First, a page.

Be Prepared to Handle Wounds
Would you know what to do if your horse accidentally encountered a sharp edge and ended up with a cut? Dr. Annette McCoy, an equine surgeon at the University of Illinois Veterinary Teaching Hospital in Urbana, offers information that will help you be prepared so you can stay calm and act quickly when dealing with wounds in horses.
“Before you approach the horse, evaluate your surroundings, especially if the horse is in obvious distress. Is the area safe for you to be in?” says Dr. McCoy. A downed power line, for example, is extremely dangerous. In such situations, contact the appropriate emergency authorities immediately instead of intervening yourself.
“After you have determined that the area is safe, try to get some type of restraint on the horse if he or she is loose. This is most easily done with a halter and lead rope,” explains Dr. McCoy. She advises having a two-person first aid team whenever possible: one person to monitor the horse and another to tend to the wound.
Assess the Injury
Adequate lighting is helpful, so keeping a flashlight in the barn is a good idea. Check the area for signs of blood, especially if you didn’t witness the accident. The wound may have stopped bleeding, but if you spot blood on bedding or elsewhere you can determine whether significant blood loss had already taken place.
“If there isn’t evidence of severe blood loss or current active bleeding, do a general exam of the animal. Run hands over the legs and take note of things like labored breathing or an especially rapid heart rate,” recommends Dr. McCoy. “Anything more than a minor abrasion merits a call to your veterinarian for further assistance.”
An Equine First Aid Kit
If your horse is actively bleeding, you may need to apply first aid while someone contacts the veterinarian. Wounds located near the joints and legs, neck or head wounds, and penetrating wounds should always be evaluated by a veterinarian.
“First aid steps for horses are fairly similar to those for a person. Put a compress on the wound and put a bandage around it. Applying pressure helps reduce blood loss,” says Dr. McCoy.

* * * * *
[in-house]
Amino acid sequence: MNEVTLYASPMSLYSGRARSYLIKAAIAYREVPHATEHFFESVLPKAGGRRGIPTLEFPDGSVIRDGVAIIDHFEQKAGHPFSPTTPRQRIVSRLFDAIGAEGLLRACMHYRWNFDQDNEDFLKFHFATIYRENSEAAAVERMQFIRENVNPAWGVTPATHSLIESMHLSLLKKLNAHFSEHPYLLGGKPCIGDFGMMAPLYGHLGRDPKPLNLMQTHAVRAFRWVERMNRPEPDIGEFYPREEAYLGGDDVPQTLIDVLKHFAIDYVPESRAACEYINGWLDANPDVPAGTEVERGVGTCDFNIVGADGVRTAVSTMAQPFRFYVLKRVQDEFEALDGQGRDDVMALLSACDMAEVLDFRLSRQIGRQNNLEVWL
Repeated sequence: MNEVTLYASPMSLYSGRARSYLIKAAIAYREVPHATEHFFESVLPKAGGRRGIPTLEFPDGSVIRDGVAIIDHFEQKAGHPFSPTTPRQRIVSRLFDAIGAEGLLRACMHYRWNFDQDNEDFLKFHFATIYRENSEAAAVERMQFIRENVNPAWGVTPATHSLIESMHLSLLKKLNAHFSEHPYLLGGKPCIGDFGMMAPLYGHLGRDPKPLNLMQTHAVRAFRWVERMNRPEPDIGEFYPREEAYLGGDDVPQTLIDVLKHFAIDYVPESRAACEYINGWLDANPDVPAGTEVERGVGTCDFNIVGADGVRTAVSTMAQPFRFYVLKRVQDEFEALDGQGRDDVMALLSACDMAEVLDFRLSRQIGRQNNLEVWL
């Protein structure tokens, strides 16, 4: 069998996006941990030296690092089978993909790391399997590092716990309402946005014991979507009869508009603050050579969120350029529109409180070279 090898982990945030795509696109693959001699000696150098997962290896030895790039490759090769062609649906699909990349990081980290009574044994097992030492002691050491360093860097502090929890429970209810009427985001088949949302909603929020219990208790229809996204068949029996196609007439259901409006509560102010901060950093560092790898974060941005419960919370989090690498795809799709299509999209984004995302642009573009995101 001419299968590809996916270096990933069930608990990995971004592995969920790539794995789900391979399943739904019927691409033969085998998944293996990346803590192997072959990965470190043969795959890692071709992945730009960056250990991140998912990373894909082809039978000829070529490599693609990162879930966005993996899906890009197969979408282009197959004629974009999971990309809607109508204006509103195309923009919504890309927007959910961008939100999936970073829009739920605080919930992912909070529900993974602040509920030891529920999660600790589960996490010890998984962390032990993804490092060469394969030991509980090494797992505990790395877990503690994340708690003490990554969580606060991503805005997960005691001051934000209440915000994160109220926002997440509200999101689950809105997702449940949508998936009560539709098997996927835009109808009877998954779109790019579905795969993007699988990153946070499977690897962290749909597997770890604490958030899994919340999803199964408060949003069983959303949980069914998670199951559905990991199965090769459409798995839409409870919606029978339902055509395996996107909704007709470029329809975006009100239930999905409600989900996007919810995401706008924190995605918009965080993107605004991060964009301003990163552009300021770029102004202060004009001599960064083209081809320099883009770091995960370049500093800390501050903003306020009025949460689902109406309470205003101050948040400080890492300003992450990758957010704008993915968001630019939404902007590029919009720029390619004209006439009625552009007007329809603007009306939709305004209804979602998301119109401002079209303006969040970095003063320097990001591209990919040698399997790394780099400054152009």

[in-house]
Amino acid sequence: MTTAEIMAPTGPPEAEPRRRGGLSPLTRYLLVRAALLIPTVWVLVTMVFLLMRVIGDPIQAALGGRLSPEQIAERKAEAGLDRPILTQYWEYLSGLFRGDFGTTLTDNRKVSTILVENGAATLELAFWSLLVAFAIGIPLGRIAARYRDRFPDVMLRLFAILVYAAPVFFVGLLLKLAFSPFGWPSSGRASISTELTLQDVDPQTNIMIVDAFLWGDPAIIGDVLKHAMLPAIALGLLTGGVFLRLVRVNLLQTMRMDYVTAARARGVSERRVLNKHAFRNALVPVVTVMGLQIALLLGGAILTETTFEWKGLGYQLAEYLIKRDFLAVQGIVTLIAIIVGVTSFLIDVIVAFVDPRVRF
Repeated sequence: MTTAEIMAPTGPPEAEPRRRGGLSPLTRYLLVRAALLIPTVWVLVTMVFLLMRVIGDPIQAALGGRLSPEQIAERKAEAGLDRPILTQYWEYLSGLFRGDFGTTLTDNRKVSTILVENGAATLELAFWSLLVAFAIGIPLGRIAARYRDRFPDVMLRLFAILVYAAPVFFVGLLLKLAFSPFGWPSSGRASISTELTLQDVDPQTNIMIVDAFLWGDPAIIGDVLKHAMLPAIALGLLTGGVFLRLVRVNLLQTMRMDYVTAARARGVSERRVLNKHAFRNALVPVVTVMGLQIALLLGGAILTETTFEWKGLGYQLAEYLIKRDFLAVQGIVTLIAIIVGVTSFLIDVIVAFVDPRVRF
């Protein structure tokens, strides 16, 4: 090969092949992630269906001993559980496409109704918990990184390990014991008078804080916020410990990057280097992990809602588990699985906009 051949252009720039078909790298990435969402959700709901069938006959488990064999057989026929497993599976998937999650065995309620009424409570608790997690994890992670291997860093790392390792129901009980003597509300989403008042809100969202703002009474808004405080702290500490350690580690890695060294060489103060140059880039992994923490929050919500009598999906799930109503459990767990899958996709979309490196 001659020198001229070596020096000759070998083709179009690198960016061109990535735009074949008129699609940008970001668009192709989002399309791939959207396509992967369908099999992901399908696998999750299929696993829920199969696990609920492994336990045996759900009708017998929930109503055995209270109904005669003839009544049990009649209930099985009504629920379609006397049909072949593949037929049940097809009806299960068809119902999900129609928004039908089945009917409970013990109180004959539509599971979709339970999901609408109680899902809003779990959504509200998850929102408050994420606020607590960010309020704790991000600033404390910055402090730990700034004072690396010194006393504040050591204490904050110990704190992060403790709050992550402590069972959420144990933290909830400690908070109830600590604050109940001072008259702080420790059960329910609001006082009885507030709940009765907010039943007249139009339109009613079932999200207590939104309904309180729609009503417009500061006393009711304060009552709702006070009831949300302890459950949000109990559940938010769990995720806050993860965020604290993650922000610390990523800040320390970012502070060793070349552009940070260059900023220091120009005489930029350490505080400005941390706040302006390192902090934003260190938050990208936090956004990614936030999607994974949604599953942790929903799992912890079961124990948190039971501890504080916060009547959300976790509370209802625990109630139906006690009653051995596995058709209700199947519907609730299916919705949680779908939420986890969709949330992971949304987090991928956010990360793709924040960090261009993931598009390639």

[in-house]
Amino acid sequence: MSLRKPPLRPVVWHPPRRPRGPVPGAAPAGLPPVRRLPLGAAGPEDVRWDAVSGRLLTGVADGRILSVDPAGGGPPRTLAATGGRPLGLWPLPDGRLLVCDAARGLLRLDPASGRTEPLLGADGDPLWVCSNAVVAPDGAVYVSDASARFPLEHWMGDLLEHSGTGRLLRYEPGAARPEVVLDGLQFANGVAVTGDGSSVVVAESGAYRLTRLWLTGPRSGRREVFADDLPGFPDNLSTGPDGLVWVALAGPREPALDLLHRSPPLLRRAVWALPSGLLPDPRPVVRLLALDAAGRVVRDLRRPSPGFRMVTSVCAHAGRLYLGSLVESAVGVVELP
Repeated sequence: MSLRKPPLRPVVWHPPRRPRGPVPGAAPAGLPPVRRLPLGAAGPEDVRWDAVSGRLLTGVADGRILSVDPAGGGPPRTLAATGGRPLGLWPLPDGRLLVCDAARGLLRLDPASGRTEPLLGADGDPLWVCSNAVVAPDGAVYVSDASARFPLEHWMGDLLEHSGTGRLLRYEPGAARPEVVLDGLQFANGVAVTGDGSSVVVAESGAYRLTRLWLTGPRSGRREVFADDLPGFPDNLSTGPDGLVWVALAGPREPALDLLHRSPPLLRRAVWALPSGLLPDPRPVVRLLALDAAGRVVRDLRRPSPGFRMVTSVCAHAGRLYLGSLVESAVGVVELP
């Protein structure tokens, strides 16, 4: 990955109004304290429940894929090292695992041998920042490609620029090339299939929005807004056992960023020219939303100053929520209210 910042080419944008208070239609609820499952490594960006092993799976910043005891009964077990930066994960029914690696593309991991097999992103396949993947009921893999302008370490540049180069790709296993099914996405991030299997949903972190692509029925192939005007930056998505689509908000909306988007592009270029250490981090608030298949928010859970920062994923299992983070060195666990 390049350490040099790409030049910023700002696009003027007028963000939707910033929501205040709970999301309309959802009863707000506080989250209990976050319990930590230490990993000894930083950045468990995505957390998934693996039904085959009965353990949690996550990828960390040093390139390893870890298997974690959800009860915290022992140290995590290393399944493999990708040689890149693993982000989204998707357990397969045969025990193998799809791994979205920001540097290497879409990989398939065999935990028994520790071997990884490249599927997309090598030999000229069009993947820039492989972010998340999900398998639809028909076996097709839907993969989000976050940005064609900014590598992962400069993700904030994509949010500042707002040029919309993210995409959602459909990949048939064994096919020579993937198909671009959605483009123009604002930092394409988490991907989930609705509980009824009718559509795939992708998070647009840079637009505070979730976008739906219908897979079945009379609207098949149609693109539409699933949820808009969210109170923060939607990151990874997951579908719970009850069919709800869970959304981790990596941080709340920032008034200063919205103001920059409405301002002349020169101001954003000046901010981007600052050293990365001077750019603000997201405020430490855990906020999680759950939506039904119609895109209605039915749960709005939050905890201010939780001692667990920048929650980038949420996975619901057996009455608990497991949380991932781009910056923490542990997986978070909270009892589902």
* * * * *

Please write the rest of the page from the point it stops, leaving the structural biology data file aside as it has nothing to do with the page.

Dr. McCoy recommends preparing a simple first aid kit for your barn. The kit should include something clean and absorbent (diapers or sanitary napkins work well) along with supplies to aid in compression of a wound, such as ace bandages or vetwrap.
It’s also a good idea to be prepared with a simple splint if you need to immobilize a joint. Dr. McCoy recommends a PVC pipe cut long ways. “These are cheap and easy to cut down to appropriate size in a pinch,” she notes.
Most horse owners have quilts and polo wraps that can be used for temporary bandages. If you have a freezer in your barn, Dr. McCoy recommends keeping a bag of frozen peas or something similar to use as a cold compress.
Lastly, if the wound is a simple scrape that you can handle on your own, a mild dish soap or betadine can be diluted in warm water to clean the wound. Dr. McCoy cautions against using hydrogen peroxide for this purpose.
“If you would like to use an ointment, SSD [silver sulfadiazine] cream or triple antibiotic are good choices,” says Dr. McCoy. “Be careful with wounds sprays because some delay healing. If you are ever unsure of what to use, a quick call to your veterinarian can help you decide!”
Veterinary First Aid
Veterinary attention may be warranted to evaluate the wound and the overall health of your horse and to perform additional procedures to stop bleeding and promote healing. For example, your veterinarian will clip and clean the wound to better examine it and may ligate specific blood vessels or stitch the wound together to address bleeding. Your veterinarian will give you specific instructions for bandage maintenance.
If the horse is badly injured or the injury requires ongoing care beyond the scope of one person, your veterinarian may advise going to an equine hospital. Acting on such advice promptly leads to the best prognosis and healing for your horse.
Proud Flesh, Proven Remedies
A concern unique to horse wounds is a condition known as “proud flesh.” Proud flesh is essentially an excessive growth of granulation tissue, the tissue formed to heal wounds. The problem occurs most often on legs and resembles puffy red cauliflower at the edges of a wound. If this is occurring on your animal, the veterinarian should be immediately notified. Proud flesh will not heal on its own.
Whether your horse experiences proud flesh or has a normally healing wound, Dr. McCoy advises using only products your horse’s veterinarian has authorized.
“Be careful with internet-marketed supplements and healing aids,” she warns. “Many of these do not have scientific basis and may do nothing or, in some cases, may even harm your horse.”
If you have any questions about lacerations and wound emergencies, contact your local veterinarian.
By Hannah Beers